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You are here:Home>>Strategic Research & Analysis>>Opening Remarks By Chairperson of the African Union
Tuesday, 21 May 2013 02:10

Opening Remarks By Chairperson of the African Union

Written by Dr. Nkosazana Dlamini Zuma
South African Nkosazana Dlamini-Zuma,  the first woman leader of African Union South African Nkosazana Dlamini-Zuma, the first woman leader of African Union

Welcome Remarks By HE Dr. Nkosazana Dlamini Zuma, Chairperson of the African Union Commission to the Opening Session of the 26th Ordinary Session of the Permanent Representatives Committee (prc) Addis Ababa, 19 May 2013


Welcome Remarks by HE Dr. Nkosazana Dlamini Zuma, Chairperson of the African Union Commission


To the Opening session of the 26th Ordinary Session of the Permanent Representatives Committee (PRC)


Addis Ababa, 19 May 2013


Your Excellency, the Ambassador of the Federal Democratic Republic of Ethiopia and Chairperson of the PRC,


Your Excellency the Deputy Chairperson of the Commission and Commissioners,


Chairpersons of AU Organs,


Distinguished Ambassadors, Members of the PRC,


Excellencies and Officials from the Capitals


Ladies and Gentlemen,


Let me start by congratulating Ambassador Konjit Sene Giorgis, the Chairperson of the PRC, on her fifty years of service to Ethiopian diplomacy and her unwavering service to the cause of Pan Africanism.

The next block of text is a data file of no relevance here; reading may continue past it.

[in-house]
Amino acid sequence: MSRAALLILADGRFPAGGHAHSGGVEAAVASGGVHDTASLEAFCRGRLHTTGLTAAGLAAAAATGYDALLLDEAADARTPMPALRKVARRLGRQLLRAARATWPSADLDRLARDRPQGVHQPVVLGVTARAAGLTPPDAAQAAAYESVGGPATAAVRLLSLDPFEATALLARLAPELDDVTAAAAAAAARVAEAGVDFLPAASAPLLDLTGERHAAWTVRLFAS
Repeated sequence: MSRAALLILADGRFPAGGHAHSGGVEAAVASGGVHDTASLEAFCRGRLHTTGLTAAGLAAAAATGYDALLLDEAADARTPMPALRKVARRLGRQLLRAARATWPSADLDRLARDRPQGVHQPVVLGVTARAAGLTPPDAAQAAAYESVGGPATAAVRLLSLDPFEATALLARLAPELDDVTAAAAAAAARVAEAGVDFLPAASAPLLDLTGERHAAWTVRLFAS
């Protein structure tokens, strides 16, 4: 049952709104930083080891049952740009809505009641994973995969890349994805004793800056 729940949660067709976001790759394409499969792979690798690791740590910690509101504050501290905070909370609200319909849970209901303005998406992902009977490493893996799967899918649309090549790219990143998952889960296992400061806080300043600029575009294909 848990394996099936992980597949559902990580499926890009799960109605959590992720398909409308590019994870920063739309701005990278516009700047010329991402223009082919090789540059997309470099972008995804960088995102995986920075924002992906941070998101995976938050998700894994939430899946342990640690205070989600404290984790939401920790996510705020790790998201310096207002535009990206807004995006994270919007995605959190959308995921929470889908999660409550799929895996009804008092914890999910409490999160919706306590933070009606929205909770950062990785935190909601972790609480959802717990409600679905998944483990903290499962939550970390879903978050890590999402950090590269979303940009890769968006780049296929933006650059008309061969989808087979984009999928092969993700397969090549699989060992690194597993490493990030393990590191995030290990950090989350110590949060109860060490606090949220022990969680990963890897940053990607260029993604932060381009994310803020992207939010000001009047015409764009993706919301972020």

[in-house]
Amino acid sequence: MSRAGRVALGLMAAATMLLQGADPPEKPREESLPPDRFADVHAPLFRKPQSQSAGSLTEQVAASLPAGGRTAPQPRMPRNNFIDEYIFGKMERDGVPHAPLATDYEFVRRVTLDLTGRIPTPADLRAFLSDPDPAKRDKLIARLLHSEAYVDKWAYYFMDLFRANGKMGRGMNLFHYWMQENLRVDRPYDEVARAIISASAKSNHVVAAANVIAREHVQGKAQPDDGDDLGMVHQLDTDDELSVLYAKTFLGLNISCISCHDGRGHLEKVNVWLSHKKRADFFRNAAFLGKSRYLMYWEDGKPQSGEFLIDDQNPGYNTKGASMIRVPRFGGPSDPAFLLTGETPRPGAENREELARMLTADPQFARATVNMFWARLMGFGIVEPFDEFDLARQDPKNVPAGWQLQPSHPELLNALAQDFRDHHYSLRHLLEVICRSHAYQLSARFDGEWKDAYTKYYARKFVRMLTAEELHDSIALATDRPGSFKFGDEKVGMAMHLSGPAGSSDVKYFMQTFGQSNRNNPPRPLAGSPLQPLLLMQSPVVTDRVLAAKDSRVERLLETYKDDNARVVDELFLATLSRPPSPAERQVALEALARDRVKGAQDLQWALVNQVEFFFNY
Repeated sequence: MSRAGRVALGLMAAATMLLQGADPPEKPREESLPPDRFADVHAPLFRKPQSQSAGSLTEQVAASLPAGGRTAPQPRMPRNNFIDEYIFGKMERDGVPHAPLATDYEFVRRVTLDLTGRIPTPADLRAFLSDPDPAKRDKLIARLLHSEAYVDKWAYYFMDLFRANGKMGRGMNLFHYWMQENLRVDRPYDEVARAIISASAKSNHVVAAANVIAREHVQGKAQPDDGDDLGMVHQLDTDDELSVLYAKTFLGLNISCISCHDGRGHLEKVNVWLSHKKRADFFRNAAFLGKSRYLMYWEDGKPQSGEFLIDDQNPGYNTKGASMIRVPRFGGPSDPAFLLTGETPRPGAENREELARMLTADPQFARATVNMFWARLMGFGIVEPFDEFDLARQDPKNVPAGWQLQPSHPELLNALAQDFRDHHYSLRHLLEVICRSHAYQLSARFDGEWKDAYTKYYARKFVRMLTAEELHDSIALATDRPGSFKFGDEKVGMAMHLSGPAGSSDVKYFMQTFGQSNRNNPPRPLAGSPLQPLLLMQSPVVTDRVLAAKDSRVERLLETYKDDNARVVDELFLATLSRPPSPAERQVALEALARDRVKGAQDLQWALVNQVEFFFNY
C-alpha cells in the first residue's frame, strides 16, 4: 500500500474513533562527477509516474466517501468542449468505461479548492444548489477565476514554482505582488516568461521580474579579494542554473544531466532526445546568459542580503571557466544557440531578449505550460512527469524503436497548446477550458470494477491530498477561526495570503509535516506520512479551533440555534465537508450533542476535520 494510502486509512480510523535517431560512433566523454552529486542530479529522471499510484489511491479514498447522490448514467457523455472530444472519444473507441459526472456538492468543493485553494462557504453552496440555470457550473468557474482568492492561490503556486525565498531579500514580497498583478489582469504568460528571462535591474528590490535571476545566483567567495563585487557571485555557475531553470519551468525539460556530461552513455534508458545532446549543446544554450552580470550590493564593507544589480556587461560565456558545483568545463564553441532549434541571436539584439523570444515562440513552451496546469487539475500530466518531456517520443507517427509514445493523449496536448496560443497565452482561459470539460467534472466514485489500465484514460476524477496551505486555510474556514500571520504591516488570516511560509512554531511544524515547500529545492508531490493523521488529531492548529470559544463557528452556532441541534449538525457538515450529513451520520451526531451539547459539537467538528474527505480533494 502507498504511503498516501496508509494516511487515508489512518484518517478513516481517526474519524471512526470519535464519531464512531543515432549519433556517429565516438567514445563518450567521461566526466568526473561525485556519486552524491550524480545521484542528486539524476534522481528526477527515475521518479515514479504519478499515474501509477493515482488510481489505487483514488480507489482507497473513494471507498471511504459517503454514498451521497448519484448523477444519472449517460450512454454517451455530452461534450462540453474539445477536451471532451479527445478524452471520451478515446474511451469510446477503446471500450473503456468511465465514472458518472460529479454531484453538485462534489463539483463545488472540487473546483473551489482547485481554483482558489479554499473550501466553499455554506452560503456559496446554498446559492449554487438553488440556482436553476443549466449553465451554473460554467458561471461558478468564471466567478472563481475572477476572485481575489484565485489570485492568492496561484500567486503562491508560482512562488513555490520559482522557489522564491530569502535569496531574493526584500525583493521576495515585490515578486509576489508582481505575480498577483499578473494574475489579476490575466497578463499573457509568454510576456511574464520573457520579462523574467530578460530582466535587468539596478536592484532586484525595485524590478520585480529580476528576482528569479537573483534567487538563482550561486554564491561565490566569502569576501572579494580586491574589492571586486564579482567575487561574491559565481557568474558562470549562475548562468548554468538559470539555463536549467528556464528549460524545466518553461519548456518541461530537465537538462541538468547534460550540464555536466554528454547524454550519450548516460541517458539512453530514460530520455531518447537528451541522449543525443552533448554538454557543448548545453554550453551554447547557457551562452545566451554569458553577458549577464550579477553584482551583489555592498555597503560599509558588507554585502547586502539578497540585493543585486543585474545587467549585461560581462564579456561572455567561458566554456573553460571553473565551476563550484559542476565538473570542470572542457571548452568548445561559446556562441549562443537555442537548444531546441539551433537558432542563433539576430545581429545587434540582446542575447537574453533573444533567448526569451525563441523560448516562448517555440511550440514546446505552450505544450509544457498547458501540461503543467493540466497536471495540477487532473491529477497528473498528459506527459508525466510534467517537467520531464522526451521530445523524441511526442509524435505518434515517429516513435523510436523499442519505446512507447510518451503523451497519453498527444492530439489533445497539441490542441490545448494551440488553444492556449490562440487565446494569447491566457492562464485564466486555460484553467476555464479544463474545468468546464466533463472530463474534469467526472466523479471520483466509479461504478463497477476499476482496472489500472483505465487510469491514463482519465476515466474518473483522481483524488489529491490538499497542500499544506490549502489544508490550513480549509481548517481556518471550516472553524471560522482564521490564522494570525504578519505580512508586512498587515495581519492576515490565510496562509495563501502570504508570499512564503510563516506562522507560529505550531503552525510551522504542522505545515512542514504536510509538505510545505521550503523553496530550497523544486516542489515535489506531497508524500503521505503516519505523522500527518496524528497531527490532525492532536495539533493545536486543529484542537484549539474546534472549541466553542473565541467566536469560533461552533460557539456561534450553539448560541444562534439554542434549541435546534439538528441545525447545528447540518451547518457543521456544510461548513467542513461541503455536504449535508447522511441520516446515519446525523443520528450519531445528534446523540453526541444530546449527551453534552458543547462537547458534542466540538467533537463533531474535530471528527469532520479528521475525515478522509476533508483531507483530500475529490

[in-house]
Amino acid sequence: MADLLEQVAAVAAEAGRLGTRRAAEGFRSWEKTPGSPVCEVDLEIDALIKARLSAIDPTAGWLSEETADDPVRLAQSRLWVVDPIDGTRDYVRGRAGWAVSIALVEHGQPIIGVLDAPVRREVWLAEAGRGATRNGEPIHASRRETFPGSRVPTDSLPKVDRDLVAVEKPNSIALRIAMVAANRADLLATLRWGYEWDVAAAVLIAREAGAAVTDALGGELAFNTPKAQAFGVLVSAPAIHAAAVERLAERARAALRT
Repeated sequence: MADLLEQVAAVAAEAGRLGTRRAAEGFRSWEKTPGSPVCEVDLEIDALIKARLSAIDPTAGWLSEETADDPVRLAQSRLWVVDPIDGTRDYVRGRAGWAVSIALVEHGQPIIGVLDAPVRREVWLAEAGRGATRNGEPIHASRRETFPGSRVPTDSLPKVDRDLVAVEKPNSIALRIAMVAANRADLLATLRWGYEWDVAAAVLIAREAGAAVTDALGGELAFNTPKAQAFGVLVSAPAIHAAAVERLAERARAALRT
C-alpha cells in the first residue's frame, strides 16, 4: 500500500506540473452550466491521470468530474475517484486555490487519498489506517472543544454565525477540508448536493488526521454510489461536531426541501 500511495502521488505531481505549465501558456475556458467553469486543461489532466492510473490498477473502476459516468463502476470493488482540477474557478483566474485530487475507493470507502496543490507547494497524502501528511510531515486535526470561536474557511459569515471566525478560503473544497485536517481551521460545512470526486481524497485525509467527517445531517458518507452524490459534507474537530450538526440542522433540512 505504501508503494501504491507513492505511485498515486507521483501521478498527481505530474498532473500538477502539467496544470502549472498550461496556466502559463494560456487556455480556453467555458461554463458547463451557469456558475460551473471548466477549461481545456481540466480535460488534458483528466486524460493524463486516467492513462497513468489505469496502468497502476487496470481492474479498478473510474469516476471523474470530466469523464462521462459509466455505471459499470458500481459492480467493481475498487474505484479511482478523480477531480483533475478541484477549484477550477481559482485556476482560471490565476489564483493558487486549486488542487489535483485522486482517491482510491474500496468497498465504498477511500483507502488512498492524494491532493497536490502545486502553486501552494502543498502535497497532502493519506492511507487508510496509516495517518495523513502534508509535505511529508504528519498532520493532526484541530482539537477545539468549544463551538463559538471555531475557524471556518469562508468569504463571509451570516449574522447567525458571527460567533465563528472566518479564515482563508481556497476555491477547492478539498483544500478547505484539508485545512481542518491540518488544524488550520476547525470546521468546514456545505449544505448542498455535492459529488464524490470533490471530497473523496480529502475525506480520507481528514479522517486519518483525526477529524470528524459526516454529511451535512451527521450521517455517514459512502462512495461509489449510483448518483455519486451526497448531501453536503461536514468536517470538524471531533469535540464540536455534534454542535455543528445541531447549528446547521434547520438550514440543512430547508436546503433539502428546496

Excellencies, when we met at the January Summit earlier this year, we agreed that 2013 shall be an exciting, but hardworking year for us all. Indeed, the 50th anniversary of the OAU and AU represents yet another moment of destiny for our continent.


There is general acceptance about the rise of Africa for the last decade in terms of economic growth, public investment in infrastructure development, regional integration efforts, as well as improvements in democracy, governance, peace and stability and some human development indicators.


There is also an emerging consensus that Africa's endowments and future trends present huge opportunities: its human resources and demographic trends, especially its youthful population and its women; its rates of urbanization; the arable land and other natural resources at its disposal; the potential for energy generation, both fossil and renewables; its mineral deposits and its long coastlines, to name but a few.


And yet, we must all agree that this potential was also present when the founders formed the OAU in 1963. As newly independent state they had to construct independent states and develop a vision and plans for continental integration on the foundations of the fragmentation, destruction and structural underdevelopment caused by centuries of colonialism.